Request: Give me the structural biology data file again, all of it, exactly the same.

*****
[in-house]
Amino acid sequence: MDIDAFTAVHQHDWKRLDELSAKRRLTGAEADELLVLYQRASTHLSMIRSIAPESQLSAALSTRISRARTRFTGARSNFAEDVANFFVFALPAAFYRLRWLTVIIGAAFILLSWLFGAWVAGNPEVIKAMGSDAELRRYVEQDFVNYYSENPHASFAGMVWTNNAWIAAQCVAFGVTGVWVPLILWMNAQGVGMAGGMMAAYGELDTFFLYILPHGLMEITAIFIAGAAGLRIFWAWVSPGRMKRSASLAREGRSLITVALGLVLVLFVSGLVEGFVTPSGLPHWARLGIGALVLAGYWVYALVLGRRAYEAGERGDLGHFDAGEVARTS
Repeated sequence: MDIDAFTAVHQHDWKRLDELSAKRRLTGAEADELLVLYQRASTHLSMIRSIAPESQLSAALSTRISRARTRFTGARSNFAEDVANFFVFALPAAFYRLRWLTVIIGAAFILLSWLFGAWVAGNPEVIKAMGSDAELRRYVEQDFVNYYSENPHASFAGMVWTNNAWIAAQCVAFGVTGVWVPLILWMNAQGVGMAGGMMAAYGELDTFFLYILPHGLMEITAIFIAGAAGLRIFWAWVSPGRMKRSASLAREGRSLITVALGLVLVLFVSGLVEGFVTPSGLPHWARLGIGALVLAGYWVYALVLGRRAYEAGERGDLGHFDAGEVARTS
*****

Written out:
[in-house]
Amino acid sequence: MDIDAFTAVHQHDWKRLDELSAKRRLTGAEADELLVLYQRASTHLSMIRSIAPESQLSAALSTRISRARTRFTGARSNFAEDVANFFVFALPAAFYRLRWLTVIIGAAFILLSWLFGAWVAGNPEVIKAMGSDAELRRYVEQDFVNYYSENPHASFAGMVWTNNAWIAAQCVAFGVTGVWVPLILWMNAQGVGMAGGMMAAYGELDTFFLYILPHGLMEITAIFIAGAAGLRIFWAWVSPGRMKRSASLAREGRSLITVALGLVLVLFVSGLVEGFVTPSGLPHWARLGIGALVLAGYWVYALVLGRRAYEAGERGDLGHFDAGEVARTS
Repeated sequence: MDIDAFTAVHQHDWKRLDELSAKRRLTGAEADELLVLYQRASTHLSMIRSIAPESQLSAALSTRISRARTRFTGARSNFAEDVANFFVFALPAAFYRLRWLTVIIGAAFILLSWLFGAWVAGNPEVIKAMGSDAELRRYVEQDFVNYYSENPHASFAGMVWTNNAWIAAQCVAFGVTGVWVPLILWMNAQGVGMAGGMMAAYGELDTFFLYILPHGLMEITAIFIAGAAGLRIFWAWVSPGRMKRSASLAREGRSLITVALGLVLVLFVSGLVEGFVTPSGLPHWARLGIGALVLAGYWVYALVLGRRAYEAGERGDLGHFDAGEVARTS